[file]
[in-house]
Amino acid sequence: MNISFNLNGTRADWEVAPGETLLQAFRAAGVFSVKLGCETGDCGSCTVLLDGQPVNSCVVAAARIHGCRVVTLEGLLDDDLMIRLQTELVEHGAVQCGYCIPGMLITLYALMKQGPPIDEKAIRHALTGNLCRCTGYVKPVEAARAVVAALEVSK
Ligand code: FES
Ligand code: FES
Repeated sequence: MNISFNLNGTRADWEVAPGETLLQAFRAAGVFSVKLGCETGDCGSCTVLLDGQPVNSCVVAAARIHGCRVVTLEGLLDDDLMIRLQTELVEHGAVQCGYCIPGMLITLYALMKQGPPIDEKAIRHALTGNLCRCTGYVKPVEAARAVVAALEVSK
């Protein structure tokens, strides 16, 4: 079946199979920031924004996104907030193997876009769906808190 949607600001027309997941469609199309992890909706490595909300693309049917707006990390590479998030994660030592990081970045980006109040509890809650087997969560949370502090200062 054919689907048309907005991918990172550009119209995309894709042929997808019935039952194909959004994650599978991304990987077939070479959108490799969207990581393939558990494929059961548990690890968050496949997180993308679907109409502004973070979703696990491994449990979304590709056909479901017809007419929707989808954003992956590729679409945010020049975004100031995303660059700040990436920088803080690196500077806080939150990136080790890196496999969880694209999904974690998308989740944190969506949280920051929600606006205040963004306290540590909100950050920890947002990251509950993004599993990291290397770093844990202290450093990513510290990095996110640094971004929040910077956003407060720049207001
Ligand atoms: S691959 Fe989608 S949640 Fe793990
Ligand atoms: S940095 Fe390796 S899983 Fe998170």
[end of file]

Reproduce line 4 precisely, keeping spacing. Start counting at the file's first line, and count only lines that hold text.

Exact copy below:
Ligand code: FES